Martin and Martin: See ’em while you can
The current tour of Steve Martin and Martin Short, which arrives tonight at Mayo Civic Center, is called “Now You See Them, Soon You Won’t.”
It’s a tongue-in-cheek nod to the age of the two performers, who, while their comedy seems eternally young, are now gentleman of a certain age. Martin (Steve) is 73, and Martin (Short) is 69.
They’ve been good friends since 1985 when they teamed up with fellow comic Chevy Chase in a film, “Three Amigos.”
Both were well-known in comedy circles years in advance of that, though.
Steve Martin, of course, was the “wild and crazy guy” of the 1970s, who sold out major arenas for his comedy tours and hosted “Saturday Night Live” 15 times starting in 1976. Remember when he would come on stage with an arrow through his head?
More on Martin:
— His first movie was “The Jerk” in 1976, launching a string of comedy hits, including the touching holiday feature with John Candy, “Trains, Planes and Automobiles.”
— Martin is also a world-class banjo player. He won a Grammy Award for his album “The Crow” in 2009.
— He also branched out into writing, publishing a well-received memoir, “Born Standing Up,” in 2007, and to Broadway, where his play “Meteor Shower” starred Amy Schumer in a Tony-nominated role.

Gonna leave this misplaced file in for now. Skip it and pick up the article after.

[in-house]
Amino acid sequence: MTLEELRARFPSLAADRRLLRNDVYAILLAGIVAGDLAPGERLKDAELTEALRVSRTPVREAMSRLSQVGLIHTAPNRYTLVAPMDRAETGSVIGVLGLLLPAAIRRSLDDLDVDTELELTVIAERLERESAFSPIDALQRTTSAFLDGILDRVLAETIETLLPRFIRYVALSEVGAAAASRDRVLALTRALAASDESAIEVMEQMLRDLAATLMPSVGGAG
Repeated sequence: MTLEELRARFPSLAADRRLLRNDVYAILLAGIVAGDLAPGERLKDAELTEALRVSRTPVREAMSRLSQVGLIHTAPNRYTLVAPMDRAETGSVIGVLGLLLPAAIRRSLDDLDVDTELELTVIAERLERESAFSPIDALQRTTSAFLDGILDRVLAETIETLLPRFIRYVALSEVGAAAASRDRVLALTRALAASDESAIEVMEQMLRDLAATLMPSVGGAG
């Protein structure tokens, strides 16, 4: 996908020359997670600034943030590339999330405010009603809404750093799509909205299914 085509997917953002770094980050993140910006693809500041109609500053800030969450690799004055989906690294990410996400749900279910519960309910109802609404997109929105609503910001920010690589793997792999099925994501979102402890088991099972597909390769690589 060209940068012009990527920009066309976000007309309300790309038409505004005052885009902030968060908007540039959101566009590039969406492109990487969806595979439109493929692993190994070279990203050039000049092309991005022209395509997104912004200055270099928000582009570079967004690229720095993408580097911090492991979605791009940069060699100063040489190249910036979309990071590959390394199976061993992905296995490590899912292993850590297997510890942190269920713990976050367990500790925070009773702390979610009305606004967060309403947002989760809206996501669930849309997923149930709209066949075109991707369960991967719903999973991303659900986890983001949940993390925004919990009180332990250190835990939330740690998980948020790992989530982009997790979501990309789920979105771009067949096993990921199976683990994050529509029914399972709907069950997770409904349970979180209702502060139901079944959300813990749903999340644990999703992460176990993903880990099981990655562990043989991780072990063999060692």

As for Martin Short, he was born in Hamilton, Ontario, which, yes, makes him Canadian. He attended McMaster University, and after graduation was in the cast of “Godspell” with a who’s-who of Canadian talent: Gilda Radner, Eugene Levy, Dave Thomas, Andrea Martin and Paul Shaffer.
Levy and Thomas encouraged Short, who had intended to become a social worker, to give comedy a try. He ended up joining the same Second City comedy troupe in Toronto as Levy, Thomas, Martin, and Radner.
More on Short:
— When the “SCTV” television program launched, Short was part of the cast. It was there that he developed his Ed Grimley character. A year later, he joined the cast of “Saturday Night Live” for the 1984-85 season.
— Another of Short’s popular characters is Jiminy Glick, an over-the-top talk show host who conducts clueless interviews of guest stars.
— In 1999, Short won a Tony Award for his role in Broadway’s “Little Me.”
— Like Martin, Short has written a memoir, “I Must Say,” which deals in part with the death of his wife of 30 years, Nancy Dolman, in 2010.